Once, my sister had a friend over while my grandparents were visiting. When she attempted to introduce her friend to our grandpa he looked right at her said ‘I have enough friends’ and walked away.

“My father’s ex-girlfriend, who he dumped for my mother, tried to make friends with my sister at our grandmother’s funeral. It was really awkward.”


“My aunt trapped me in a chair for two hours to talk about my life when I was a college sophomore. She decided that I was going to get a Masters in Library Science (nope) and go into market research (so wrong). So many family members walked by and didn’t try and save me, and my father never even noticed it was happening.”

“One summer, my extended family got together for a family reunion. I was catching up with a couple of my cousins who I hadn’t seen in a while. We were having a pleasant chat, when all the sudden one of my cousins dropped a bombshell on us: her father had been cheating on her mother. He had been working in New York, and started to keep an apartment for this second woman, even though they struggled financially. The second woman got pregnant, so my uncle moved her to Boston, the same city as his family. My uncle’s mother owns a private clinic, and was expected to deliver the baby. Eventually my aunt found out, but when she did, my uncle stopped being interested in the second woman, and wanted my aunt back. My cousin (who’s slightly younger) witnessed the scene unfold, and had a mental breakdown afterwards, and had to drop out of school and spend time in a psychiatric clinic. Regardless, my aunt left him, and then met another woman at her high school reunion whom she started seeing. My aunt’s new girlfriend, however, had just gotten out of a relationship with an overly-dependent blind woman, who would harass my aunt and her new girlfriend. Somewhat customary for my family, my aunt and uncle showed up at the reunion as a perfectly happy couple. If asked, my uncle’s mother would deny the entire situation. At first I questioned whether my cousin was telling the truth, until the story was later confirmed. My aunt and uncle were separated for a while, but now they’re getting along fine. My cousin is still in and out of psychiatric wards.”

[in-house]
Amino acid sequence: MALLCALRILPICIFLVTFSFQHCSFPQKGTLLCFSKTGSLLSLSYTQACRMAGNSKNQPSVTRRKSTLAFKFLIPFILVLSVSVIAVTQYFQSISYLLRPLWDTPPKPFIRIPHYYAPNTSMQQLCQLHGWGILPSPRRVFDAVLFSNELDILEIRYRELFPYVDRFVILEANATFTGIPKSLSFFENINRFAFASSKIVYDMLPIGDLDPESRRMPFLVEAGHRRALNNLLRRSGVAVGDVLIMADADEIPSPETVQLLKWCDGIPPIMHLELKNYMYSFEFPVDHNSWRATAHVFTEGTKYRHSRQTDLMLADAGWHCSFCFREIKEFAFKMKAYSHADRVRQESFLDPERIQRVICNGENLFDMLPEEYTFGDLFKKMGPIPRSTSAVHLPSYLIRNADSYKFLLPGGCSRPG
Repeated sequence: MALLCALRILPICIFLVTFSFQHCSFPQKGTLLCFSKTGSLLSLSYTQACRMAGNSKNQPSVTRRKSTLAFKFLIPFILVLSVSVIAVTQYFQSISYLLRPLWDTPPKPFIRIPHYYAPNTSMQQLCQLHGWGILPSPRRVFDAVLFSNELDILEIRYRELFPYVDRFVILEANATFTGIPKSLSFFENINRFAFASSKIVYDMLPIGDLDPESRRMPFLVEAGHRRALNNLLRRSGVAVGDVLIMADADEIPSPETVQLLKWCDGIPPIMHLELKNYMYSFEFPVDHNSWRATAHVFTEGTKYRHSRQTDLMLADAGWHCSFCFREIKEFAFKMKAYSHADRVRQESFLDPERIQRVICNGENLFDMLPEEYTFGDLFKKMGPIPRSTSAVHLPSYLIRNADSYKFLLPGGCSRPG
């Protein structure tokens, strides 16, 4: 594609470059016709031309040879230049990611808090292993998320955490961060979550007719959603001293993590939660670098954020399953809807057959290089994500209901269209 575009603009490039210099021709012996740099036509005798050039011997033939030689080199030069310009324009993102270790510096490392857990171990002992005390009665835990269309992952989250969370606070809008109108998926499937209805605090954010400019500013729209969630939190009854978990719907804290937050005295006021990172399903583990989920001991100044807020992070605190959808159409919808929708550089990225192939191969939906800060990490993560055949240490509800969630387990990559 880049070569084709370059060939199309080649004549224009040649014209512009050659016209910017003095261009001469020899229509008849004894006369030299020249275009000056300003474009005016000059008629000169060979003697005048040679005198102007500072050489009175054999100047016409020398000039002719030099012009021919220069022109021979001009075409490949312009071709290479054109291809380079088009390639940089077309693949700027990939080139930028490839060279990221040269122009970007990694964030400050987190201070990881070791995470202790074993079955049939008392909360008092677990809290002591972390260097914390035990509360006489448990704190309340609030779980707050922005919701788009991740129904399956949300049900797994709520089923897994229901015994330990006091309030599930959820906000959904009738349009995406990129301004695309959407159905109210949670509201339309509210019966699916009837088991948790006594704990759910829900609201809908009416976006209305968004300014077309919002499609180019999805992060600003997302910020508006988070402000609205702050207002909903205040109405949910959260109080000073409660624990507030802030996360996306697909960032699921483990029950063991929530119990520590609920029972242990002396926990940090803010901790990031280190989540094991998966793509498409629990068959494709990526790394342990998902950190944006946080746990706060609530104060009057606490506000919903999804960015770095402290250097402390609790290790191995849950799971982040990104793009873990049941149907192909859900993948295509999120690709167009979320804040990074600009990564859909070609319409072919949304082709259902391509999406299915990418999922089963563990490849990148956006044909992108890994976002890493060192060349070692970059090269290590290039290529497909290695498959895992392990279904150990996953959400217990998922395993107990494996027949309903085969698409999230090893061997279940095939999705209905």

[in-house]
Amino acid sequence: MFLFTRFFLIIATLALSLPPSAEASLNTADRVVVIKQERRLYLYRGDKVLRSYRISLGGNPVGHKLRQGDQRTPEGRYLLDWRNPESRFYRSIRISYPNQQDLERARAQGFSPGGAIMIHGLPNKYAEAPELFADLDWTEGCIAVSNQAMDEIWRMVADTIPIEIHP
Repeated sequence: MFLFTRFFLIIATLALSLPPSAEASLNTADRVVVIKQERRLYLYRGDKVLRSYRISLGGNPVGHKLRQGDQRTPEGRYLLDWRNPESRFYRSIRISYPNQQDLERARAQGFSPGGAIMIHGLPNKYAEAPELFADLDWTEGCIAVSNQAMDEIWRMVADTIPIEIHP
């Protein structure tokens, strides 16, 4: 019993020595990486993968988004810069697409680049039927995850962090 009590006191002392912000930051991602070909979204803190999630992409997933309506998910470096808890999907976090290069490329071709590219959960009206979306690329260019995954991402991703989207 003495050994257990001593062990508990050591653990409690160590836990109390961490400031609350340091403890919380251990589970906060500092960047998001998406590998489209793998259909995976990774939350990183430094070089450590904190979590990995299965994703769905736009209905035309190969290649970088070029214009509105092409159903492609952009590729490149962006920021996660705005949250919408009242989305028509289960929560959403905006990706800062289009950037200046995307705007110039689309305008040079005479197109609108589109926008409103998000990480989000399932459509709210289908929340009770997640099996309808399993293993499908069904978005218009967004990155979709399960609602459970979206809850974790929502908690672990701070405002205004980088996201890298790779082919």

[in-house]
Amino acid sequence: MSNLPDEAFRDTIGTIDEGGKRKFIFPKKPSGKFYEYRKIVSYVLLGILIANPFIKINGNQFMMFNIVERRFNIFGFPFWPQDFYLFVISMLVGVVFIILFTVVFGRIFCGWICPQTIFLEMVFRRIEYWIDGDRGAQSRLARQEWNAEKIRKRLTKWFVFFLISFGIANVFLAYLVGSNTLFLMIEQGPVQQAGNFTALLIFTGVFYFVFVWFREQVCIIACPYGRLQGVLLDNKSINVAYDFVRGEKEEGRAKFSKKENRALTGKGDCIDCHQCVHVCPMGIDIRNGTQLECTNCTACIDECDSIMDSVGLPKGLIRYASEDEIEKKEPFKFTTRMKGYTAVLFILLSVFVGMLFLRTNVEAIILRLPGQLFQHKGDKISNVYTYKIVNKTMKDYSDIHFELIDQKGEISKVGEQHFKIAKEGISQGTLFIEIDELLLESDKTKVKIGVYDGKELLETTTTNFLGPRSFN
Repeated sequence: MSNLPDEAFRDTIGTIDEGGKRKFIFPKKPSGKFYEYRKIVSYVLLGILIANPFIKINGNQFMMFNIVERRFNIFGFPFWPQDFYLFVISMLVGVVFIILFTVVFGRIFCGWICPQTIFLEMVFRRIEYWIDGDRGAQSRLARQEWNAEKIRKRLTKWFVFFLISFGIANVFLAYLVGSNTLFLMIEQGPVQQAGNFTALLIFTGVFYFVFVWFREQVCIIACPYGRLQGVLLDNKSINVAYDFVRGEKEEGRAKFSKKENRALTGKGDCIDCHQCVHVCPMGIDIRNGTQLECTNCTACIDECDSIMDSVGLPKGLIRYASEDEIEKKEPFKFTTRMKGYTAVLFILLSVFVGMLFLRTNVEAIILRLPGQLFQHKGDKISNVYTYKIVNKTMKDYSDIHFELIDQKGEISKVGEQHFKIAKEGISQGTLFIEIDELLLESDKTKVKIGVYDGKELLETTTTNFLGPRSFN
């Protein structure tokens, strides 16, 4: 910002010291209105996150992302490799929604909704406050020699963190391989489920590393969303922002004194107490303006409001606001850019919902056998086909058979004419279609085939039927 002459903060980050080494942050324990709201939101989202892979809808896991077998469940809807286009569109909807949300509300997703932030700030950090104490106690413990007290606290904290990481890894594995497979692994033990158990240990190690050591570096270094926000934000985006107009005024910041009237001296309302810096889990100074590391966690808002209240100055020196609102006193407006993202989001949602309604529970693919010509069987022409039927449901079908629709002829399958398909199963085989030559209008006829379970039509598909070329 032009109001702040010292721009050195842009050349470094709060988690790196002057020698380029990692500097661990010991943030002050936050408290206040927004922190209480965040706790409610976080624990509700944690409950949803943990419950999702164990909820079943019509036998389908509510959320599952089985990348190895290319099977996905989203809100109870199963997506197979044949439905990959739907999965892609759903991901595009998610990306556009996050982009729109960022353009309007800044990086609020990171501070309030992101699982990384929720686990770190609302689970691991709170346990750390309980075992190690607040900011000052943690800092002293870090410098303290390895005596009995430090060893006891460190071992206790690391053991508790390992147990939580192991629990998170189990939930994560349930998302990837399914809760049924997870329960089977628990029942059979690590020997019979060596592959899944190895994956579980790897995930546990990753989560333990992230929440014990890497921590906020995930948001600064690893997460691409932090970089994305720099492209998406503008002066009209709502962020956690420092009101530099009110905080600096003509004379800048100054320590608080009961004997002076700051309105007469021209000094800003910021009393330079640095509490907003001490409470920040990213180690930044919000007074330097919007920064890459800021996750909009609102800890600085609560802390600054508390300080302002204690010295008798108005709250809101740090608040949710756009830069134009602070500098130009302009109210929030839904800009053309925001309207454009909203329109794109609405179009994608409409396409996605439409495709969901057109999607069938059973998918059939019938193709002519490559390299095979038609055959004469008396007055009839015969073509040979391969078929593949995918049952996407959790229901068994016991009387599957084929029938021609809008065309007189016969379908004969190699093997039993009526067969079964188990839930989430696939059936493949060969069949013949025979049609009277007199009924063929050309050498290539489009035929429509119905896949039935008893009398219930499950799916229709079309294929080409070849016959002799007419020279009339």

Image courtesy of Some Ecards.

Coming Soon To A Student Theater Near You

This upcoming weekend is a surprisingly rich one in terms of Columbia University student theatre, but with so many choices, it can be tough to figure out which show you would like to see! If you’re a theatre aficiando, here’s a guide to help you decide:

If you’re into politics, rock and roll, and history (not to mention pot)…

Columbia Musical Theatre Society presents Hair, the classic musical about love, drugs, and rock and roll during the Vietnam War. A group of hippies living in bohemian New York react to the changing world around them while trying to live free and happy lives, which becomes difficult when their group leader Claude is drafted. This musical includes timeless songs like “Let the Sun Shine In,” “The Age of Aquarius,” and “Good Morning Starshine.”

Directed by Katie Cacouris CC’15
Thursday at 8pm, Friday at 8pm, Sunday at 2pm
Tickets are $5 for CUID holders, $10 for non-CUID holders

If you’re looking for something free, short, and funny (not to mention making fun of everything you ever thought was pretentious about theatre)…